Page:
Why I Regret Overworking

One of the worst things about myself is that I’m an overachiever.

Some of you think that being an overachiever is a good thing. Well, honestly, I’m not proud of it.

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I became an overachiever when I was in high school.

I hated myself for slacking off in middle school. Moreover, I loathed myself for only getting accepted into one high school.

I made a huge deal out of my high school career. Not only did I study for many hours straight, but I also juggled a crap-ton of extracurriculars.

I’m so grateful to have made a few friends in high school despite my workload because I was very antisocial; I skipped most of the school dances, sports events, hangouts, … most social events.

As a college freshman, I exceeded my limits – physically and mentally.

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Despite how inexperienced I was at programming, I was fortunate enough to join a research group and be an active member in various STEM organizations.

Homework was last to do in my agenda. I wanted to have “the full college experience” – making friends, finding jobs, talking to professors and researchers, etc.

I never really prioritized anything. If I came across something that was work-related, then I had to do it and somehow squeeze assignments into my agenda.

I believed that my resume had to be astonishing because according to some of the posts I read in College Confidential, students and graduates struggle with finding jobs related to their degree(s).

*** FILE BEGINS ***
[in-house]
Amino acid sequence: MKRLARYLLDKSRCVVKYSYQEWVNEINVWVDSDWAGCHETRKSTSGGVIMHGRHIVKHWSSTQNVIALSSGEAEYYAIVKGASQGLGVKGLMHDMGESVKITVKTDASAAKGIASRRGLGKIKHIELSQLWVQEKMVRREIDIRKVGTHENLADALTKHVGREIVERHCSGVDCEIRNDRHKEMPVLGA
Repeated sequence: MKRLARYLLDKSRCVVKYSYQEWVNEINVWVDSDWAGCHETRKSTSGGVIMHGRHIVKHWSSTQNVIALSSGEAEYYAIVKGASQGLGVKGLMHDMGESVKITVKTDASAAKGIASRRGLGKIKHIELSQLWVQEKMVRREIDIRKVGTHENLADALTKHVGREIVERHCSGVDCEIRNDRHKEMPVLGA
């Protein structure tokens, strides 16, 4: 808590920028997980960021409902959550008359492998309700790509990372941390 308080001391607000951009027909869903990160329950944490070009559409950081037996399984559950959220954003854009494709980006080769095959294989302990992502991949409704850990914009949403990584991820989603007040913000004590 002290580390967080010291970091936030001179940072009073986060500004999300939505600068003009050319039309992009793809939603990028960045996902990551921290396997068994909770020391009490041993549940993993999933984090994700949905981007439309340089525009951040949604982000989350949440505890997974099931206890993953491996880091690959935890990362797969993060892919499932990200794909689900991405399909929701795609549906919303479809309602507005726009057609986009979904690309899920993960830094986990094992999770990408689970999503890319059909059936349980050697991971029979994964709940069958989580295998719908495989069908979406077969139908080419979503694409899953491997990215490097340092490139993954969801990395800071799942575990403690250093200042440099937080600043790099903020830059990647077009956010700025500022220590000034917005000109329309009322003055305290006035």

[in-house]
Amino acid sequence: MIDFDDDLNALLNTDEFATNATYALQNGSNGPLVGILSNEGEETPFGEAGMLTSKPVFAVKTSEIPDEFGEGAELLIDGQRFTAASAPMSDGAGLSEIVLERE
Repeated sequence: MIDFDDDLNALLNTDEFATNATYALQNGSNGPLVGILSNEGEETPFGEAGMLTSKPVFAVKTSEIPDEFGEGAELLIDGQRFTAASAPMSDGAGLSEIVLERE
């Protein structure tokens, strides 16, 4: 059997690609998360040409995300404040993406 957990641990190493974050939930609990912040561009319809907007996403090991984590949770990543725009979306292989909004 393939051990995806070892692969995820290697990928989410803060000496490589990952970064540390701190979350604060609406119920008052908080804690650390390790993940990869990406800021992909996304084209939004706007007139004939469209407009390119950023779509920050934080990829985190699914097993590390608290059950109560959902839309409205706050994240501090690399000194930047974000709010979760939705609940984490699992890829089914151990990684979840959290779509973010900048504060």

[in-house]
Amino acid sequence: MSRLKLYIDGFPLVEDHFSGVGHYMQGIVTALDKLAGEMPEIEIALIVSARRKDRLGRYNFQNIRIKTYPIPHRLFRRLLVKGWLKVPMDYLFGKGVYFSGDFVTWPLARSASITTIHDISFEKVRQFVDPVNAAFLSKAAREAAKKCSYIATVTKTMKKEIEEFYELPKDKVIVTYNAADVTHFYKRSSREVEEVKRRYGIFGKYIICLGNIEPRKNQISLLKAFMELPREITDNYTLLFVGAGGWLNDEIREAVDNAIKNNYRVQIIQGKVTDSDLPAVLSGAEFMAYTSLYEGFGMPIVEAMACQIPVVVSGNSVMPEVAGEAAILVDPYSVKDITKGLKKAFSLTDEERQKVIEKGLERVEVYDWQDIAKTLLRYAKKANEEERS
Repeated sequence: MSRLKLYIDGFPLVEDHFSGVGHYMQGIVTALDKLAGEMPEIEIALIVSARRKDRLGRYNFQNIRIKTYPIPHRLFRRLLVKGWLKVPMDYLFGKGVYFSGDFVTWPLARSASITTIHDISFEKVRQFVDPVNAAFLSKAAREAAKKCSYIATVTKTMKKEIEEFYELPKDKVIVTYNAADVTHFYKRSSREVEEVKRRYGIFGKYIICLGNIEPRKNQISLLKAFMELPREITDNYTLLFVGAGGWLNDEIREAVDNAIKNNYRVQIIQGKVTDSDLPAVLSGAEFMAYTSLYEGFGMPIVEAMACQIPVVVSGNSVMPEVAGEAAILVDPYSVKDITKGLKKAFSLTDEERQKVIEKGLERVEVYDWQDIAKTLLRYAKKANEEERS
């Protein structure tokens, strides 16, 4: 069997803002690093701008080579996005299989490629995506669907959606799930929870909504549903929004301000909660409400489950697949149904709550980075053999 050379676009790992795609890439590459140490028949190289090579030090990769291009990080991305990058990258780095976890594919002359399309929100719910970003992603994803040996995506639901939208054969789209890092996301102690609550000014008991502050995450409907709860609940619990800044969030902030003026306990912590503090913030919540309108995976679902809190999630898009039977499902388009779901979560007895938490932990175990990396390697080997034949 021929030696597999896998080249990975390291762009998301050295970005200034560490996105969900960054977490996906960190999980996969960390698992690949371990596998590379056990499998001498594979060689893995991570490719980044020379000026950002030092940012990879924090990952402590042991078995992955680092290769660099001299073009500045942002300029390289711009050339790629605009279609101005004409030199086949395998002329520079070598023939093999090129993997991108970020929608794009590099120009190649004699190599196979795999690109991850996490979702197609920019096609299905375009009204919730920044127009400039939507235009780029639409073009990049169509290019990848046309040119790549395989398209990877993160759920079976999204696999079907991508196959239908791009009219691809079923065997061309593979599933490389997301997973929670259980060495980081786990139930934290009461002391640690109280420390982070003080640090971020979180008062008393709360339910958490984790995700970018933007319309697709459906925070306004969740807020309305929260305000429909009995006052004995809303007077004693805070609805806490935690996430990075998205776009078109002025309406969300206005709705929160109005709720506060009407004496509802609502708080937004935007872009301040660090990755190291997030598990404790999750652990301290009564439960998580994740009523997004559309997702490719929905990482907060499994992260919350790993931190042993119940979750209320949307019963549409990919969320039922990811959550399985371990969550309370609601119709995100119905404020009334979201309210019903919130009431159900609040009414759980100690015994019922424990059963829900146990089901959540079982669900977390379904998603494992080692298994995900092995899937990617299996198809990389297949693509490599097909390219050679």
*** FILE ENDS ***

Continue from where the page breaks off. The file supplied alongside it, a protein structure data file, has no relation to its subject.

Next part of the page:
So, because I was determined to fulfill my dream of becoming a programmer by overworking myself, everyday seemed… hazy.

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I swear I was sleep-walking everyday.

I’ve exhausted myself to the point of casually forgetting recent things.

And, sadly, I felt very lonely.

I wasn’t really socializing; I was mostly networking without making any new friends.

My reputation was everything, not my physical and mental health.

Oh, and it wasn’t just my health that I became upset about; I was dealing with family issues as well.

Some of the friends I made in college knew about those family issues, but not really how I felt about them.

Freshman year was when I learned that a close family member became ill.

Because my college was somewhat close to where my family member often stays, I felt obligated to visit her.

Sometimes my parents pressured me to visit her, but oftentimes I would push myself to visit her as often as I could. Since everyday felt like it could be her last day, I usually felt guilty for not being able to help her.

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I recall one time where I not only saw that family member, but I met a lot of other family members who were there to support her. The meeting was quite shocking because one of them either had a heart burn or a heart attack. My mind froze when he stopped breathing, turned red, and looked like he was falling asleep.

There were some other traumatizing things I witnessed that are kinda difficult to remember the details clearly. (My mind twisted a lot of the details to make them seem much more devastating than they actually were.)

Overworking with trauma, stress, and loneliness… oh my goodness… I should have visited a counselor. But at the time, I didn’t even know that counseling was an option.

I hope this blog post makes sense. I’m just freely writing whatever came into my mind when I thought about me working hard.

If I could go back to when I became a college freshman, I would tell myself to take it easy. Study hard, but take care of yourself. Also, your family members will become healthy. There’s nothing to fear. Just enjoy the present.

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